Bitcoin bank Flexcoin closes after hackers swipe £365,000
Virtual currency Bitcoin's troubles continue after leading trader Flexcoin was forced to close after 896 Bitcoins were stolen.
Bitcoin's value is rising
The company confirmed on Tuesday that hackers had stolen 896 Bitcoins, the equivalent of approximately £365,000.
“On 2 March Flexcoin was attacked and robbed of all coins in the hot wallet,” the company wrote on its website. “The attacker made off with 896 BTC, dividing them into these two addresses: 1NDkevapt4SWYFEmquCDBSf7DLMTNVggdu [and] 1QFcC5JitGwpFKqRDd9QNH3eGN56dCNgy6.”
“As Flexcoin does not have the resources, assets, or otherwise to come back from this loss, we are closing our doors immediately. Users who put their coins into cold storage will be contacted by Flexcoin and asked to verify their identity. Once identified, cold storage coins will be transferred out free of charge.”
Interestingly, the firm added that cold storage coins were held offline and were “not within reach of the attacker”. It is currently looking to work with law enforcement agencies to trace the source of the hack.
This news comes just six days after Flexcoin was boasting about the closure of MtGox, another Bitcoin exchange which had to close after hackers stole 750,000 bitcoins by exploiting using a bug known as “transaction malleability”.
“We hold zero coins in other companies, exchanges etc. While the MtGox closure is unfortunate, we at Flexcoin have not lost anything,” the firm tweeted on 25th February.
Other Bitcoin services such as Bitcoinica, Inputs.io and MyBitcoin have all been hacked and lost currency in recent times, while Poloniex confessed on Tuesday that 12.3 percent of its reserves had been stolen by hackers.
“I sincerely apologise for this,” said the company owner in a statement, “and I am very grateful to the many people who have already expressed their support and belief in my character. I take full responsibility; I will be donating some of my own money, and I will not be taking profit before the debt is paid.”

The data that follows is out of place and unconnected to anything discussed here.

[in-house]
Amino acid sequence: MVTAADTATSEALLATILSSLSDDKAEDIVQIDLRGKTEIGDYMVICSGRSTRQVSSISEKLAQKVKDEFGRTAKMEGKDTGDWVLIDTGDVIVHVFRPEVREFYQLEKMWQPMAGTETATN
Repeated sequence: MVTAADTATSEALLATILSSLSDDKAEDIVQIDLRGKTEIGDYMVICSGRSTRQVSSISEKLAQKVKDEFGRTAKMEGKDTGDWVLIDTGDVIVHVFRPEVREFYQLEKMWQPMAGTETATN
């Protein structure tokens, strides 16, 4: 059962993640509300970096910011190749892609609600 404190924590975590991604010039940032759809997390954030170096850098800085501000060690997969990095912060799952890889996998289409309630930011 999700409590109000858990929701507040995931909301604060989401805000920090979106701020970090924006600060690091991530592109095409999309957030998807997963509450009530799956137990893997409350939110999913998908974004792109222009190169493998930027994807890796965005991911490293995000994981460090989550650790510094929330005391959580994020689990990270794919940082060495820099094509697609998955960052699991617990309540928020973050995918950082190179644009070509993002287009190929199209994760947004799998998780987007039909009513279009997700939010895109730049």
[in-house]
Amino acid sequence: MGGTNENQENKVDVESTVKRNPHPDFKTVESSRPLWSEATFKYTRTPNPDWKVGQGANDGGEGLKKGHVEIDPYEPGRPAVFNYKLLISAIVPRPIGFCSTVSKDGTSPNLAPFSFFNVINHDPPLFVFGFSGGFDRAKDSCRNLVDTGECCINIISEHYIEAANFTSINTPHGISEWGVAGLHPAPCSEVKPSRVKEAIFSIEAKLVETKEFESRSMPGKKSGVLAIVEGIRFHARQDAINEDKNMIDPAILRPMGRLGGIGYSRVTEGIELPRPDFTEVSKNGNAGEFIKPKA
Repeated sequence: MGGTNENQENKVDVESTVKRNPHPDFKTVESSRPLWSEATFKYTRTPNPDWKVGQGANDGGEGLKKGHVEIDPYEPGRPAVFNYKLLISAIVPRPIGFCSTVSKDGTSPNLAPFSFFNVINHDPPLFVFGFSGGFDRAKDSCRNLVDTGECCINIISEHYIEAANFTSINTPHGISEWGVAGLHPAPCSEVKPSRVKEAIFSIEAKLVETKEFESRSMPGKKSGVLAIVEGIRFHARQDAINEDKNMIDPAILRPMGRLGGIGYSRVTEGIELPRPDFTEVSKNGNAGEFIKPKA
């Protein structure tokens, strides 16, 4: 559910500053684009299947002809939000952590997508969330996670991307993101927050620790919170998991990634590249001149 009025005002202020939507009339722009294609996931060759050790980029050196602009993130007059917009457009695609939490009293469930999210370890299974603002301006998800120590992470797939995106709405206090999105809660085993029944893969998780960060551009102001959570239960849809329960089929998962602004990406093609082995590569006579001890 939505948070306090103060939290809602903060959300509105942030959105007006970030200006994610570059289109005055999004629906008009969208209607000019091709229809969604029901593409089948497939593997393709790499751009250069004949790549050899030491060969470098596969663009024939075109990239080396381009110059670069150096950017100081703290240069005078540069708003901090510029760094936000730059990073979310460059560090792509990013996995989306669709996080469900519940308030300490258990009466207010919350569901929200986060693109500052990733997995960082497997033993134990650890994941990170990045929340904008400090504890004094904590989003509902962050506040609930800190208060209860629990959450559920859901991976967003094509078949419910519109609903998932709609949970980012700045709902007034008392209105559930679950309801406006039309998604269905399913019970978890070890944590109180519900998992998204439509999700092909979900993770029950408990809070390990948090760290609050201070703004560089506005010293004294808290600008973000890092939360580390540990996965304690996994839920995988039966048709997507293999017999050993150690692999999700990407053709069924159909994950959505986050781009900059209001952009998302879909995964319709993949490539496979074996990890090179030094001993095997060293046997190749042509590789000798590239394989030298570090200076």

In response to the news, Dell SecureWorks CTU director of malware analysis Joe Stewart told SCMagazineUK.com that the trend of attackers stealing from Bitcoin merchants is likely to continue, but could subside as the ecosystem wises up to security measures.
“This has definitely been happening for a while; web wallet services like Flexcoin - and plenty of others - have been hacked,” said Stewart, who recommends that users keep control of private Bitcoin keys on other computing devices, and away from web and desktop wallets that can be susceptible to malware attacks.
“The attacks will increase…it's a way to make money. People are not familiar with the best practices yet, and that's unlikely to happen before mainstream adoption.”
Neohapsis researcher Joe Schumacher said that this is further proof that cryptography is “notoriously difficult” to get right and told SCMagazineUK.com that “transaction malleability” – a technique recently used for the MxGox attack - is increasingly the method of choice for attackers to exfilitrate Bitcoins.
“The attack requires technical savviness as well as a social engineering component. In simple terms - the attacker captures and modifies a bitcoin transaction in a manner that confuses the exchange/bank. The attacker then contacts the exchange to state the transaction did not process and get the exchange to issue another transaction”, he told SCMagazineUK.com.
“It is doubtful that this vulnerability/gap caused big players to fail. It is an attack that takes time and should be caught by the exchanges. It would take a long time to milk 100+ thousand bitcoins as large transactions would catch the eye of the exchange. Also most exchanges should be well aware of this attack and recognise social engineering attempts to finalise the exploit.”
Schumacher added that Bitcoin suffers as a result of having no regulatory requirements.
“There are no regulatory requirements for bitcoin and exchanges can operate by the seat of their pants,” he told SCMagazineUK.com. While this is not a good business practice, an exchange could open with no sound security controls or processes around the business. People storing their coins in an online wallet have no guarantee for security as there is no way to see/audit the storage business.
“In simplest of terms, this would be similar to opening a bank with millions in deposits but have no locks on the front door and everyone using the same credential.”